affected communities. Majority (71.31%) of respondents obtained their drinking
      water from tubewells, almost one third (29%) of the respondents still knowingly
      using arsenic contaminated water. Primary reason identified for this practice
      was distance of safe water source. Majority (58.6%) of the respondents said to
      face economic and 17.9% said to face social problem of varied range. Patients
      of lower income group were particularly more likely to face economic problems (P
      < .001) as well as social problem (P < .01). About half (50.7%) of
      the arsenicosis patients faced difficulty whilst receiving treatment,
      particularly female patients were more likely to face problem than male (P
      < .05). Several concerns also were surfaced regarding the heath care service
      provider particularly to the women patients, some of which are: long waiting
      time for receiving treatment (15%), discrimination in service delivery (10.7%)
      and inadequate separate facility for female patients (14.3%). Moreover the
      issues of financial burden raised by the respondents seem to have emerged as
      significant in terms of health care access. Access to Health service was
      particularly difficult for poor patients, as they often had to face problems
      associated with accessing service like, non availability of medicines in the hospitals
      (50.7%), traveling long distance (26.7%), purchasing medicine in most cases
      (32.4%) etc. Their dissatisfaction was compounded by negligent behavior of
      health care staff and nature of treatment provided. Furthermore length of time
      needed for reversal of symptoms led to loosing faith on efficacy of treatment,
      which cascades to negligence of patient's part in seeking health care. Women
      are less likely to get treatment for arsenicosis than men (P < .01).
      As there appear to be specific difficulties for women particularly for poor
      women in accessing health care, social and cultural values make it difficult
      for them to attend to their own health needs and to travel to service
      providers. Study findings suggest that a significant proportion (79.9%) of
      arsenicosis patient was found to access alternative health care. This includes;
      Homeopath, village doctors, Kabiraj and local pharmacists. Respondents in high
      intervention Upazillas were significantly more likely to get treatment (P
      < .05), to face fewer problems and to be satisfied with the facility (P
      < .001). Provision of safe water options, periodic screening of water source
      for arsenic, availability of trained doctor, regular availability of medicine,
      doorstep treatment, follow up on severe patients were the suggestions came from
      community for improvement.





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      http://dx.doi.org/10.1080/10934520701567221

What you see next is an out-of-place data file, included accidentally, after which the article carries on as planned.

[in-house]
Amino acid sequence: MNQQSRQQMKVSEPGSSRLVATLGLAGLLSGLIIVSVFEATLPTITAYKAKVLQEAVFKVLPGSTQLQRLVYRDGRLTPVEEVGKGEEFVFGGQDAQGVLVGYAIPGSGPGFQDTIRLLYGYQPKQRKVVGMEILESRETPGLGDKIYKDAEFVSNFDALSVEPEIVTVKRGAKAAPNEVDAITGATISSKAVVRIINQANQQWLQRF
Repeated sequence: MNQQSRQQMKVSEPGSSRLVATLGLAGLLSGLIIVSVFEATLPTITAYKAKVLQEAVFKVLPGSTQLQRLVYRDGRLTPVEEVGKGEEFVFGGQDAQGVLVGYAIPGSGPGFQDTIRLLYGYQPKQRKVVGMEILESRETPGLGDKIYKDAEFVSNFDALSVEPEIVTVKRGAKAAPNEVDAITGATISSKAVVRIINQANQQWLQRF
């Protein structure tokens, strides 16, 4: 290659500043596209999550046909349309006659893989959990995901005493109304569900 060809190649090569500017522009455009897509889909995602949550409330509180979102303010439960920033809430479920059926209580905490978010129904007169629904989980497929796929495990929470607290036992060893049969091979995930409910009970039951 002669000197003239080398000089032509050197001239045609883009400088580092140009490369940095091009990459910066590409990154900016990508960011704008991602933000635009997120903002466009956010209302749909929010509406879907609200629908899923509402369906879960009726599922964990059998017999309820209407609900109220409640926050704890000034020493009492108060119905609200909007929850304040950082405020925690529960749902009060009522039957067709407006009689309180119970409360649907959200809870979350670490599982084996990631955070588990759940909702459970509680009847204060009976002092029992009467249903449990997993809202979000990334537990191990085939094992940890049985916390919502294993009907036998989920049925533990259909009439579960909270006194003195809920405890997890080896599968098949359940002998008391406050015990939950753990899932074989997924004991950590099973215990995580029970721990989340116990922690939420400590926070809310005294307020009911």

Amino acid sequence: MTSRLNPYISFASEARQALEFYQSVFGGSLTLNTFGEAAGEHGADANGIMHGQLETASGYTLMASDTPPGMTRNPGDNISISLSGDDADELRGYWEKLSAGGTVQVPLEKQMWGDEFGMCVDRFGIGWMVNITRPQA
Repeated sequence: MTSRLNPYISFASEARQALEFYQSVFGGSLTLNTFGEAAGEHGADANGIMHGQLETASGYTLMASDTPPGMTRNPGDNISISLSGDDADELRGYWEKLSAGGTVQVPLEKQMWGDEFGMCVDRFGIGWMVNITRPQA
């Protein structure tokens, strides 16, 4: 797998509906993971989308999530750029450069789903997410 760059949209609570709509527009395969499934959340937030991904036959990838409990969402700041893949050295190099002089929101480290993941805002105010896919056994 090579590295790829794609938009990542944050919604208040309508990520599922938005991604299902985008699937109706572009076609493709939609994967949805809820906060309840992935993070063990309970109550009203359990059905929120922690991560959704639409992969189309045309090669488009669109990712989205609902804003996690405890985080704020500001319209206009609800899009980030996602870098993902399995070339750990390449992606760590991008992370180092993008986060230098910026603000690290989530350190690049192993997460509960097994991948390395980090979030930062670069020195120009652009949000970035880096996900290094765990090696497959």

Use of GIS in local level participatory planning for arsenic
      mitigation: A case study from Matlab Upazila, Bangladesh, 2007, MD Jakariya and
      P Bhattacharya, J Environ Sci Health, Part A, 42(12), 1933-1944.




      Abstract:


      A Participatory Geographical Information System (PGIS) has
      been developed recently to design and adapt Geographic Information System (GIS)
      that draws on the diversity of experiences associated with "participatory
      development" and involves communities in the production of GIS data and
      spatial decision-making tools. Participatory approach in the development of GIS
      helps to develop local knowledge processes. This knowledge process creates a
      channel of coordination between local people and the experts. The paper deals
      with the possibility of using spatial maps in consultation with local
      communities to develop an effective and sustainable distribution planning to
      maximize as well as ensure safe water coverage for the arsenic (As) exposed
      population in Matlab Upazila in southeastern Bangladesh. Participatory Rural
      Appraisal (PRA) methods along with GIS were used to obtain relevant information
      from the field. Participants from different focus-groups were asked to
      determine their "own priorities" for spatial planning of alternative
      As-safe drinking water options. The study reveals that about 70% of the
      alternative safe water options were distributed after consultation with people.
      These distributed options were found to be superimposed within the existing
      safe water buffer zones which otherwise could have been avoided and thus
      increased the safe water coverage if the spatial maps were also consulted
      before selection of final installation sites. The study based on the community
      perspectives on demand-based safe water options thus reveals the suitability of
      using PGIS techniques for rational distribution of safe water options. The
      process of participatory mapping within focus-groups further makes a platform
      to enhance information about community needs of suitable safe water options in
      the study area.